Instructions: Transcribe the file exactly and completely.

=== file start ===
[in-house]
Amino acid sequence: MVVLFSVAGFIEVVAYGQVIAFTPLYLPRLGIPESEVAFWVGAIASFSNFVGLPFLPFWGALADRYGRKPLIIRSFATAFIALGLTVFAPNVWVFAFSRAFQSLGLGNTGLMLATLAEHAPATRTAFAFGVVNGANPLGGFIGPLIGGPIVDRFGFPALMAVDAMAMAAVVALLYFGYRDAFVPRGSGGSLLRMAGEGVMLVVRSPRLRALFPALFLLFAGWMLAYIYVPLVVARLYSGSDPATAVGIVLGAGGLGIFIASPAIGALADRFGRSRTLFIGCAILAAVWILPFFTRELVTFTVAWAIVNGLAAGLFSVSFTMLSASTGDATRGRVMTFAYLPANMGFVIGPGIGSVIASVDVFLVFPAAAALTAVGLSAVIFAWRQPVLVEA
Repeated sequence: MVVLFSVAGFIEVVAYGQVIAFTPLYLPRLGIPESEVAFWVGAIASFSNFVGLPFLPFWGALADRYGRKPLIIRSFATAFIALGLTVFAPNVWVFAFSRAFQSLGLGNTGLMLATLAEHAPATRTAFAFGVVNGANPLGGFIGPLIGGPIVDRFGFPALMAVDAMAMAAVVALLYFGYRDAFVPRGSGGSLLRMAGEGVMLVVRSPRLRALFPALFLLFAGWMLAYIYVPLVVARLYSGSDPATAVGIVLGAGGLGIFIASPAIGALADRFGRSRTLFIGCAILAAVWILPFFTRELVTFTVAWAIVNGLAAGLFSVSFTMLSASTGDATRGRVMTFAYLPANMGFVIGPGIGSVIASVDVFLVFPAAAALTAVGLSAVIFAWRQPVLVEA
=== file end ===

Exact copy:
[in-house]
Amino acid sequence: MVVLFSVAGFIEVVAYGQVIAFTPLYLPRLGIPESEVAFWVGAIASFSNFVGLPFLPFWGALADRYGRKPLIIRSFATAFIALGLTVFAPNVWVFAFSRAFQSLGLGNTGLMLATLAEHAPATRTAFAFGVVNGANPLGGFIGPLIGGPIVDRFGFPALMAVDAMAMAAVVALLYFGYRDAFVPRGSGGSLLRMAGEGVMLVVRSPRLRALFPALFLLFAGWMLAYIYVPLVVARLYSGSDPATAVGIVLGAGGLGIFIASPAIGALADRFGRSRTLFIGCAILAAVWILPFFTRELVTFTVAWAIVNGLAAGLFSVSFTMLSASTGDATRGRVMTFAYLPANMGFVIGPGIGSVIASVDVFLVFPAAAALTAVGLSAVIFAWRQPVLVEA
Repeated sequence: MVVLFSVAGFIEVVAYGQVIAFTPLYLPRLGIPESEVAFWVGAIASFSNFVGLPFLPFWGALADRYGRKPLIIRSFATAFIALGLTVFAPNVWVFAFSRAFQSLGLGNTGLMLATLAEHAPATRTAFAFGVVNGANPLGGFIGPLIGGPIVDRFGFPALMAVDAMAMAAVVALLYFGYRDAFVPRGSGGSLLRMAGEGVMLVVRSPRLRALFPALFLLFAGWMLAYIYVPLVVARLYSGSDPATAVGIVLGAGGLGIFIASPAIGALADRFGRSRTLFIGCAILAAVWILPFFTRELVTFTVAWAIVNGLAAGLFSVSFTMLSASTGDATRGRVMTFAYLPANMGFVIGPGIGSVIASVDVFLVFPAAAALTAVGLSAVIFAWRQPVLVEA